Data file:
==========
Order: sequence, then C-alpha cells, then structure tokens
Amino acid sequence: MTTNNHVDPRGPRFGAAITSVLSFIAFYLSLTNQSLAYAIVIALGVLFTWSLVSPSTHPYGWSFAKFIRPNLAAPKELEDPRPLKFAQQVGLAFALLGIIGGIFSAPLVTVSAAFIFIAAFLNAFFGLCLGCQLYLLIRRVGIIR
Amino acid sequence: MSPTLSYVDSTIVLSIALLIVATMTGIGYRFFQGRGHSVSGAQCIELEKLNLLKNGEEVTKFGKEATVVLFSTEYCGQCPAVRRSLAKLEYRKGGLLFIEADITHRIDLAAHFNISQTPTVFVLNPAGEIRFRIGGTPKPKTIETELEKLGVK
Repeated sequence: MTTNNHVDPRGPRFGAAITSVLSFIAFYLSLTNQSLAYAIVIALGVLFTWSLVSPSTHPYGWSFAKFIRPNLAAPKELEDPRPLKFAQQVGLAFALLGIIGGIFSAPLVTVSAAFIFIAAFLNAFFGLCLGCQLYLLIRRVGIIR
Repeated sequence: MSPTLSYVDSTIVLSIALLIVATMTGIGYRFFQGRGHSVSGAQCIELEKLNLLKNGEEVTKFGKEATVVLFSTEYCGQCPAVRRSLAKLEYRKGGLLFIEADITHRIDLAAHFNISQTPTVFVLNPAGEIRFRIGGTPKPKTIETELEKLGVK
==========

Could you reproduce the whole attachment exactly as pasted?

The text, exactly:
Order: sequence, then C-alpha cells, then structure tokens
Amino acid sequence: MTTNNHVDPRGPRFGAAITSVLSFIAFYLSLTNQSLAYAIVIALGVLFTWSLVSPSTHPYGWSFAKFIRPNLAAPKELEDPRPLKFAQQVGLAFALLGIIGGIFSAPLVTVSAAFIFIAAFLNAFFGLCLGCQLYLLIRRVGIIR
Amino acid sequence: MSPTLSYVDSTIVLSIALLIVATMTGIGYRFFQGRGHSVSGAQCIELEKLNLLKNGEEVTKFGKEATVVLFSTEYCGQCPAVRRSLAKLEYRKGGLLFIEADITHRIDLAAHFNISQTPTVFVLNPAGEIRFRIGGTPKPKTIETELEKLGVK
Repeated sequence: MTTNNHVDPRGPRFGAAITSVLSFIAFYLSLTNQSLAYAIVIALGVLFTWSLVSPSTHPYGWSFAKFIRPNLAAPKELEDPRPLKFAQQVGLAFALLGIIGGIFSAPLVTVSAAFIFIAAFLNAFFGLCLGCQLYLLIRRVGIIR
Repeated sequence: MSPTLSYVDSTIVLSIALLIVATMTGIGYRFFQGRGHSVSGAQCIELEKLNLLKNGEEVTKFGKEATVVLFSTEYCGQCPAVRRSLAKLEYRKGGLLFIEADITHRIDLAAHFNISQTPTVFVLNPAGEIRFRIGGTPKPKTIETELEKLGVK